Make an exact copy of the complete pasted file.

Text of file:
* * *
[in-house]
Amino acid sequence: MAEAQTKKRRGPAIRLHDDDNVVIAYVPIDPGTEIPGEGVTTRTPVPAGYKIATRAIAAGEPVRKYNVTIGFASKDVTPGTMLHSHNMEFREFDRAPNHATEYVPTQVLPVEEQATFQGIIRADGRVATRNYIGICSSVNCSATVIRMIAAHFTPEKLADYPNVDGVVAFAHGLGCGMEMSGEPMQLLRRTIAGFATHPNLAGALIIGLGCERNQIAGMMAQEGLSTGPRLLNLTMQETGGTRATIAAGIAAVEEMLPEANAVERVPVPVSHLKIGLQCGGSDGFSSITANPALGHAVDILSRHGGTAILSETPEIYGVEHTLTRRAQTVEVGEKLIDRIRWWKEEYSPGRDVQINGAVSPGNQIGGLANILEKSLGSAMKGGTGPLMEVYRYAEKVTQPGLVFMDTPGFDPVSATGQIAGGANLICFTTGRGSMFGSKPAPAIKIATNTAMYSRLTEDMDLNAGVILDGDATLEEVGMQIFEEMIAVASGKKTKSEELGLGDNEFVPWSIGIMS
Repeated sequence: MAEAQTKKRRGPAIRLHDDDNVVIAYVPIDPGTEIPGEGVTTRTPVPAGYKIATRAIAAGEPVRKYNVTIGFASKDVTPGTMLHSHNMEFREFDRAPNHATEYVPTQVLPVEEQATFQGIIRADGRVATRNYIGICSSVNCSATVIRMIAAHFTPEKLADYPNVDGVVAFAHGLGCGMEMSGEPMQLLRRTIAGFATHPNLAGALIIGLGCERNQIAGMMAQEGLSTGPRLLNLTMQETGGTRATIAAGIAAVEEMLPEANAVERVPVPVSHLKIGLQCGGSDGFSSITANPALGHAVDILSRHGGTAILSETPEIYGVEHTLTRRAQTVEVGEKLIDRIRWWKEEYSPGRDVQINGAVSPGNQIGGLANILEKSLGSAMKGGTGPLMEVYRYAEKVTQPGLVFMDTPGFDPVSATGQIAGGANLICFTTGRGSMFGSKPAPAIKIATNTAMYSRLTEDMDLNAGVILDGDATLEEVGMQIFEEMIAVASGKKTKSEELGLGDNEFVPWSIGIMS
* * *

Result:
[in-house]
Amino acid sequence: MAEAQTKKRRGPAIRLHDDDNVVIAYVPIDPGTEIPGEGVTTRTPVPAGYKIATRAIAAGEPVRKYNVTIGFASKDVTPGTMLHSHNMEFREFDRAPNHATEYVPTQVLPVEEQATFQGIIRADGRVATRNYIGICSSVNCSATVIRMIAAHFTPEKLADYPNVDGVVAFAHGLGCGMEMSGEPMQLLRRTIAGFATHPNLAGALIIGLGCERNQIAGMMAQEGLSTGPRLLNLTMQETGGTRATIAAGIAAVEEMLPEANAVERVPVPVSHLKIGLQCGGSDGFSSITANPALGHAVDILSRHGGTAILSETPEIYGVEHTLTRRAQTVEVGEKLIDRIRWWKEEYSPGRDVQINGAVSPGNQIGGLANILEKSLGSAMKGGTGPLMEVYRYAEKVTQPGLVFMDTPGFDPVSATGQIAGGANLICFTTGRGSMFGSKPAPAIKIATNTAMYSRLTEDMDLNAGVILDGDATLEEVGMQIFEEMIAVASGKKTKSEELGLGDNEFVPWSIGIMS
Repeated sequence: MAEAQTKKRRGPAIRLHDDDNVVIAYVPIDPGTEIPGEGVTTRTPVPAGYKIATRAIAAGEPVRKYNVTIGFASKDVTPGTMLHSHNMEFREFDRAPNHATEYVPTQVLPVEEQATFQGIIRADGRVATRNYIGICSSVNCSATVIRMIAAHFTPEKLADYPNVDGVVAFAHGLGCGMEMSGEPMQLLRRTIAGFATHPNLAGALIIGLGCERNQIAGMMAQEGLSTGPRLLNLTMQETGGTRATIAAGIAAVEEMLPEANAVERVPVPVSHLKIGLQCGGSDGFSSITANPALGHAVDILSRHGGTAILSETPEIYGVEHTLTRRAQTVEVGEKLIDRIRWWKEEYSPGRDVQINGAVSPGNQIGGLANILEKSLGSAMKGGTGPLMEVYRYAEKVTQPGLVFMDTPGFDPVSATGQIAGGANLICFTTGRGSMFGSKPAPAIKIATNTAMYSRLTEDMDLNAGVILDGDATLEEVGMQIFEEMIAVASGKKTKSEELGLGDNEFVPWSIGIMS